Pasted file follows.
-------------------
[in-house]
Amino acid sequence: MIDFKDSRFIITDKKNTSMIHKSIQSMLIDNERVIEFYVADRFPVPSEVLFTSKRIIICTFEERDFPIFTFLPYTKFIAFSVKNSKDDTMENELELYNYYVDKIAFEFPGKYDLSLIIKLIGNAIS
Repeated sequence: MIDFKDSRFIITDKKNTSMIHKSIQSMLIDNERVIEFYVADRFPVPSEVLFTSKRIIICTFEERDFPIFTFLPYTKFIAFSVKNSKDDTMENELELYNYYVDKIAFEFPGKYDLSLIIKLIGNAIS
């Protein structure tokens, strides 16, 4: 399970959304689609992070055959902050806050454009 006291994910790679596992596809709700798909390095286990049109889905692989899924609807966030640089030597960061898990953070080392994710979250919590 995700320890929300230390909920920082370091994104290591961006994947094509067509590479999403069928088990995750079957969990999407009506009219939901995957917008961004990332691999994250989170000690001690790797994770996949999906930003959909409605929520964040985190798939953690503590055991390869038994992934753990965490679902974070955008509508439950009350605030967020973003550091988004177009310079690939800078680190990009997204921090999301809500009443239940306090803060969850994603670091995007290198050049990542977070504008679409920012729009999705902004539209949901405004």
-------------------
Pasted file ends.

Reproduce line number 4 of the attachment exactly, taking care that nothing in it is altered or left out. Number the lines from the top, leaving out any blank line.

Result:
């Protein structure tokens, strides 16, 4: 399970959304689609992070055959902050806050454009 006291994910790679596992596809709700798909390095286990049109889905692989899924609807966030640089030597960061898990953070080392994710979250919590 995700320890929300230390909920920082370091994104290591961006994947094509067509590479999403069928088990995750079957969990999407009506009219939901995957917008961004990332691999994250989170000690001690790797994770996949999906930003959909409605929520964040985190798939953690503590055991390869038994992934753990965490679902974070955008509508439950009350605030967020973003550091988004177009310079690939800078680190990009997204921090999301809500009443239940306090803060969850994603670091995007290198050049990542977070504008679409920012729009999705902004539209949901405004």